I  spend then next few minutes waiting for my order and feeling like a ginormous moron for having once again ordered food that I know will make me feel like poo, then hit the road where I throw the fries and pie out the window the moment I feel like there are no cops watching.   I seriously have to wonder how many dollars worth of untouched crap I’ve thrown out.  (No wrappers become litter during the food-tossing process)

I know, I know – Mom taught us that wasting was bad.  There are starving kids in Africa…We can’t afford to throw money out the window…Your dad worked hard to pay for that…blah, blah.  Well, you’re all grown up now.  Maybe.  It’s been long questioned whether I’ve actually grown up, but I can vote and I buy my own stuff, so I understand that it sucks to spend money on something and not see any use out of it.  Like most clothes that I buy when I don’t have a girlfriend to take shopping with me – I buy them, then realize that they look stupid on me.  So they sit in my closet until I need room for even newer stuff I’ll never wear.  What’s my point? No..I’m asking you, because I honestly have forgotten.

Only one of these guys would never throw perfectly good junkfood in the trash.

Only one of these guys would throw perfectly good junkfood in the trash.

Oh, right!  It turns out that my Mom had a lot of things wrong.  My eyes didn’t stay crossed.  I didn’t go blind from – umm…you know.  And there isn’t a single kid in Africa that is going to feel better if I’m fat.  You’ve already paid for the crap once – don’t pay for it again when you have to buy bigger clothes extra personal training session to work it off. Throw that crap right out the window.  Don’t clean your plate.  Take the girl scout cookies you bought and sacrifice them to the garbage disposal.  It’s better than OK – it’s smart.

It’s still wasting if it winds up on your ass.

Your Doctor is an Idiot. Especially if he’s one of these guys. Or Dr. Oz.

OK, that wasn’t nice.  Or even accurate.  But it drives me nuts when people say “My doctor said _______” regarding diet and weight loss advice.  Fun fact:  Some medical schools provide as little as 2 hours of nutrition training to students, the average being less than 24 hours. (National Institute of Health paper here)  Well, at least they do teach med students to frequently repeat the phrase “make healthy diet choices and get some exercise.”  It’d just be nice if they also taught them to admit that they don’t know exactly what that means.

These Doctors admit they don't really know anything about nutrition.

These Doctors admit they don’t really know anything about nutrition.

Case in point – These two doctors (identical twins) had a little contest to compare two extreme diets and see which was better.  What did they learn?  That neither extremely low fat or extremely low carb are sustainable.  What did I learn?  That neither twin can read, because there is ample data already available telling us that eliminating any of the 3 essential macronutrients is a bad idea. But the guy that cut out carbohydrates lost 9 pounds in a month?  Sweet!  Breaking news (if 40 year old data is breaking news) – Yes, ketosis works, but what these guys apparently still don’t know is that most of his initial weight loss was water that will come back as soon as he eats a granola and a bagel for breakfast.  You see, body composition management 101 tells us that every gram of carbohydrate stored in your body holds onto 3 grams of water.  Thus, if the average person depletes their normally stored (ballpark) 500 grams of carbohydrates (which weighs 1.1 pounds), you’ll lose not only that weight but also eliminate the 1500 grams (3.3 pounds) of water that goes with it.  That’s how I can literally pack on 6-8 pounds overnight if I have a carb-fest, and lose it over a few days with some hard work and discipline.  The point is these guys don’t have the most basic understanding of managing weight/body composition.  Perhaps worse, they don’t seems to be aware of the importance of differentiating between losing weight strictly watching numbers on the scale and losing fat while preserving muscle tissue and a strong skeleton. (let alone how to do that).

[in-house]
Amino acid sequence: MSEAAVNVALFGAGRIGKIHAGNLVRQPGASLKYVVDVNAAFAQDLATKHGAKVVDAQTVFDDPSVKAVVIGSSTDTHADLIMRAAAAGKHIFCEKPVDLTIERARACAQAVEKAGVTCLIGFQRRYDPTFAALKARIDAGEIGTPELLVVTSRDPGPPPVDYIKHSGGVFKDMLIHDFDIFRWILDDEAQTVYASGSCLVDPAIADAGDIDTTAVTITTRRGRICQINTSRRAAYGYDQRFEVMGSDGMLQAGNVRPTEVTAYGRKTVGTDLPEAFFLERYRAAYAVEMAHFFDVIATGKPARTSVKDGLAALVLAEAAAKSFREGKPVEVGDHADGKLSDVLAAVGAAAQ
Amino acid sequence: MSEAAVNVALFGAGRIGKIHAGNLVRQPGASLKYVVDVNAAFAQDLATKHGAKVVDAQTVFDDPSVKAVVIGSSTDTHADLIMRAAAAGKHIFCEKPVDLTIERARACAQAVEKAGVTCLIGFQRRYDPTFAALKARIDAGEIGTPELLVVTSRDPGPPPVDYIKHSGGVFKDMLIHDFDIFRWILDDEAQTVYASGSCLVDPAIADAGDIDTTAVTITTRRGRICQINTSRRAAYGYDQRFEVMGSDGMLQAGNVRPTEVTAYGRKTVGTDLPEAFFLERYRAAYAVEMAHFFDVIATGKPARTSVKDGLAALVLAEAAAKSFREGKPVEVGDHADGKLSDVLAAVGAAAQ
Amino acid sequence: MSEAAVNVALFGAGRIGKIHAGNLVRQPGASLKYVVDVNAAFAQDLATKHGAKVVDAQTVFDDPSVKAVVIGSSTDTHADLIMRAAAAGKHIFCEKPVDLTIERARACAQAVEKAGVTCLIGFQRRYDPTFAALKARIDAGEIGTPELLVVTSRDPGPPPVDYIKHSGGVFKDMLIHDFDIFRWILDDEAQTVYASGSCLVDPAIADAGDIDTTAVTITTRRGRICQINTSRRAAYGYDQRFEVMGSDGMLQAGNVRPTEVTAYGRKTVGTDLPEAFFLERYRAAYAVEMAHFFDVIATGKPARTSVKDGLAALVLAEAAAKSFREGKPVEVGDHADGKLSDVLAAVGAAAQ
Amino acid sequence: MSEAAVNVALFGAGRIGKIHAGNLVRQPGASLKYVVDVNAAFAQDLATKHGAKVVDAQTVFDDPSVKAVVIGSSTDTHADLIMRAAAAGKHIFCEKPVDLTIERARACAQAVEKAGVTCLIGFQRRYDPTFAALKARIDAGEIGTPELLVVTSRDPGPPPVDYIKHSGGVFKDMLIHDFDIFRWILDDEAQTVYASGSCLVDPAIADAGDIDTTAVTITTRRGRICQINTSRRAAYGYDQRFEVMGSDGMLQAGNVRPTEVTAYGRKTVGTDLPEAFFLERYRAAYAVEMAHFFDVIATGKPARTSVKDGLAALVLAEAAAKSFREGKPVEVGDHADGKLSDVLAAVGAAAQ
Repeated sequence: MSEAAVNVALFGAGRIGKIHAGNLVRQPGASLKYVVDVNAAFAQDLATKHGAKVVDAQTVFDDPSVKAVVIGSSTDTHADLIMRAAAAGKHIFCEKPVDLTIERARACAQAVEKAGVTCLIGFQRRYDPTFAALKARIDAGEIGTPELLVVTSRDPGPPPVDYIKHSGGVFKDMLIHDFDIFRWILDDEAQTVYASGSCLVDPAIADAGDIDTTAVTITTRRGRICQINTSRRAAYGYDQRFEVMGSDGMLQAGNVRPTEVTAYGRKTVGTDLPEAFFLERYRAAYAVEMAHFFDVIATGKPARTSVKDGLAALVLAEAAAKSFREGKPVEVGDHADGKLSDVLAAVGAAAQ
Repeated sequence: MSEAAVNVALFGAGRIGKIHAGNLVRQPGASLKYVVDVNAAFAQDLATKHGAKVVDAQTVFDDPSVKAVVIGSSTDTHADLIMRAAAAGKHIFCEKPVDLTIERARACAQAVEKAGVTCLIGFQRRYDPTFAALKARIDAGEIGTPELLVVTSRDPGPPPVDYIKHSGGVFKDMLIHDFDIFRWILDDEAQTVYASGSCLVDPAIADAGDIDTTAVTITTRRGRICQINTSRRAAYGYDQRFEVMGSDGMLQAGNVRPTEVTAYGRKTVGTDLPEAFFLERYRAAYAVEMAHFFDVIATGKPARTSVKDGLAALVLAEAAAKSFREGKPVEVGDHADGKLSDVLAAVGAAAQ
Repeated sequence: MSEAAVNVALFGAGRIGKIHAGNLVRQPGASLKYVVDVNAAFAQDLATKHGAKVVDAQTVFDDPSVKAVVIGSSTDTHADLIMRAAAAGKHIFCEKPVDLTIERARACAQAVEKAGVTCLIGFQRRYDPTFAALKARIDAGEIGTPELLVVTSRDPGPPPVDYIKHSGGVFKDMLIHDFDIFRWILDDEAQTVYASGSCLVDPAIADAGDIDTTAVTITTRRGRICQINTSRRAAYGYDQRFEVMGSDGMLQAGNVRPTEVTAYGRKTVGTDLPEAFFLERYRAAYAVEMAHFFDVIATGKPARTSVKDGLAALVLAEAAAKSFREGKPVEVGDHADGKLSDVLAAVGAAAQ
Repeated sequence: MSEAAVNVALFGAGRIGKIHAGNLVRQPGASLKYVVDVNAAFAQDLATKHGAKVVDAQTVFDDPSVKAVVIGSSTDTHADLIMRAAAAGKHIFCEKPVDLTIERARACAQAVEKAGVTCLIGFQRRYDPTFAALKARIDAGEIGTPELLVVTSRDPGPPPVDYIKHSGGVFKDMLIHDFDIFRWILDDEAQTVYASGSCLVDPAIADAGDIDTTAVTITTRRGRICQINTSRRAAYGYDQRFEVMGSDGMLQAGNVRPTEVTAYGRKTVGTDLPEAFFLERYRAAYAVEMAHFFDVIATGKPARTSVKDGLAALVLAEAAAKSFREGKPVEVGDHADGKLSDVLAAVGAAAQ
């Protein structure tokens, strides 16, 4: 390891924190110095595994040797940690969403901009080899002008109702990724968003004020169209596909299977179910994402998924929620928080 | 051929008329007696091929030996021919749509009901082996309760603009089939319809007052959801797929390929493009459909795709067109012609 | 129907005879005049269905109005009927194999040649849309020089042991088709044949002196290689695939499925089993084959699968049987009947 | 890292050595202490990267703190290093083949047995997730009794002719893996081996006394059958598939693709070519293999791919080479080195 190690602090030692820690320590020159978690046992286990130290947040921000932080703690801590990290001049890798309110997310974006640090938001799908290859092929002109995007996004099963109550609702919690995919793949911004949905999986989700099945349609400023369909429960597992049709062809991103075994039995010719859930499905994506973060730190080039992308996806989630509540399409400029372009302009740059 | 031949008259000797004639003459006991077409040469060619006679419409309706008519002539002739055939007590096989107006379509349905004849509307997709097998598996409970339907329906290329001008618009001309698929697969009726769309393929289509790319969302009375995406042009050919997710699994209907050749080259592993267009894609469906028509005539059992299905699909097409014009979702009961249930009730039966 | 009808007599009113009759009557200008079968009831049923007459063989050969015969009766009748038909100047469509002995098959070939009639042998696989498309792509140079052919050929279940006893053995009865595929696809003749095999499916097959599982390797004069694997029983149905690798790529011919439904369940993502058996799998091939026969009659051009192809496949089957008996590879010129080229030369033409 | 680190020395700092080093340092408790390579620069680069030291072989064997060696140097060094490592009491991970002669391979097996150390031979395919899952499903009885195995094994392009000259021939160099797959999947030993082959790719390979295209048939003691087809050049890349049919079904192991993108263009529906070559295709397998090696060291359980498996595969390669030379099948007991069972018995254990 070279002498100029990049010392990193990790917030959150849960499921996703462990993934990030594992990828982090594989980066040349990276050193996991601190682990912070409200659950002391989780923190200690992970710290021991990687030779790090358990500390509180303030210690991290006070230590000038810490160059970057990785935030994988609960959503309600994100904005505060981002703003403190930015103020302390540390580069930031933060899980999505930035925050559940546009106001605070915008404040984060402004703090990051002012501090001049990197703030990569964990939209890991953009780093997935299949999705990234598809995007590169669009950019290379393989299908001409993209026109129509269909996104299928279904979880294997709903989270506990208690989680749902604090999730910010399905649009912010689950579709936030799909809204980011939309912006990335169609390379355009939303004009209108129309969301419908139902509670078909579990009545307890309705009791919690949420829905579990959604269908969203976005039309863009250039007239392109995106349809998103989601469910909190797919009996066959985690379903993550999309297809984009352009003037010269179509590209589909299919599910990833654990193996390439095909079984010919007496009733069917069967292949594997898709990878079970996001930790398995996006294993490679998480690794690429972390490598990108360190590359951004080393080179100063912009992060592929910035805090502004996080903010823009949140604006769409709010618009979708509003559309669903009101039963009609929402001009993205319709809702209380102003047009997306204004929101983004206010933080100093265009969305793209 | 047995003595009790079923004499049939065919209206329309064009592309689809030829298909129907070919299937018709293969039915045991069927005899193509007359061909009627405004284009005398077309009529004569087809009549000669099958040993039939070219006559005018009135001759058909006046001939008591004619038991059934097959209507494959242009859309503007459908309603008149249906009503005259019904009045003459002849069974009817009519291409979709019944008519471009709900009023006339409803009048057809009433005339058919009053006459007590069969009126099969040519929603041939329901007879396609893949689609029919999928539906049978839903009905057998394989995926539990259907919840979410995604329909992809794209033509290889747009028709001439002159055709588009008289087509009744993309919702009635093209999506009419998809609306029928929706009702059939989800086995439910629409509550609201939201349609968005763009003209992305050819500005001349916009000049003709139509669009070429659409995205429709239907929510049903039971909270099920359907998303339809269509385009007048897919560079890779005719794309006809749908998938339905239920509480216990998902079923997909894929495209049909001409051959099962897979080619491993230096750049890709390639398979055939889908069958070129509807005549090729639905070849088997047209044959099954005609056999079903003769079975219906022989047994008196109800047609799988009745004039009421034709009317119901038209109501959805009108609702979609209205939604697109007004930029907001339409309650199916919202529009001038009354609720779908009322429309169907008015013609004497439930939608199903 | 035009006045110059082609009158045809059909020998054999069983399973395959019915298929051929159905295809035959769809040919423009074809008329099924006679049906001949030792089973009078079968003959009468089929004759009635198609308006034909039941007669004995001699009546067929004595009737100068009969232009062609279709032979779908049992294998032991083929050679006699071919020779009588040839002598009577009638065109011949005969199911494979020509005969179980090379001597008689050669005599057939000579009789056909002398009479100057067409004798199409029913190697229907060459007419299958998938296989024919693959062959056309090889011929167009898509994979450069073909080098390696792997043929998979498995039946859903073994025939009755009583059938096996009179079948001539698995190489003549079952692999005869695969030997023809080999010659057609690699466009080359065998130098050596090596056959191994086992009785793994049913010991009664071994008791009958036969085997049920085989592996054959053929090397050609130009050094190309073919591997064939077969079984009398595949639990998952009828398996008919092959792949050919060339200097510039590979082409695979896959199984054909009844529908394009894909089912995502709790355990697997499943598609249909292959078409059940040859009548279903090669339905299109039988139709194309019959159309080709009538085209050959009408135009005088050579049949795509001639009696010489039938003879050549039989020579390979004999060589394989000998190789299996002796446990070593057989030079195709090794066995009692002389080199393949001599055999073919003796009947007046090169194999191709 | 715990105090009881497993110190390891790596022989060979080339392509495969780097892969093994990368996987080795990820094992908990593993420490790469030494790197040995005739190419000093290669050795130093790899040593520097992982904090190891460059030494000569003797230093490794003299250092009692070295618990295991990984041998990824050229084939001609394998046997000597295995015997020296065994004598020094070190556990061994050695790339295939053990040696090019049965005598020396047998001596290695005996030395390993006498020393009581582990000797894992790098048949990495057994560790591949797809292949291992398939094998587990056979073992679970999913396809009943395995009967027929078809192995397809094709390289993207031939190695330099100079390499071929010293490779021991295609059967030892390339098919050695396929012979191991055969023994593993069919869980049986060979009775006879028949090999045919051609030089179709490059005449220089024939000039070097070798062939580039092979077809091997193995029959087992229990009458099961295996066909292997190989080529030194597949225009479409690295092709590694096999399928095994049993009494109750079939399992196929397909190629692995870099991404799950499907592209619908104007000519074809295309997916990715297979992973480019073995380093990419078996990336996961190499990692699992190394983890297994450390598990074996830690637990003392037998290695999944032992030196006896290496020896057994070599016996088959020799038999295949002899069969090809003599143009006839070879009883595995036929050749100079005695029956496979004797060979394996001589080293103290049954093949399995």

Why did I have to pick on Dr. Oz in the title?  Because my impression is that he is more interested in his ratings/popularity than in sharing the most completely accurate information, and too many people believe everything he says.  I recall his reaction/reporting on a one day diet experiment he did.  One frikkin day.  That’s not enough time to gather accurate data and his reported symptoms were unfairly attributed to the diet (which was a stupid way to try the diet anyway). He made all sorts of dramatic claims about the diet’s drawbacks, and I have to wholeheartedly disagree with the dietary advice he did give –  I’ll have to come back to that.  The parts of his TV show that I watched were like a bunch of mini-infomercials, where he ran from table to table showing products and telling us whatever the manufacturer claimed on the label.  That’s not even bad science – that’s just being a sellout.

I do want apologize here for calling names…none of these guys nor your doctor are really idiots.  I completely respect their training and skill in their specialties, I only wanted to illustrate that nutrition is not it.  One of the twins even admits: “He realized that while he and Chris were both doctors, they really didn’t know that much about nutrition and diet.”

So please take away from this is that your doctor is not the best source of diet/nutrition/fitness advice.  Learn from people that manage their bodies for a living or lifestyle.  Better yet, start with their advice but study how everything works for yourself.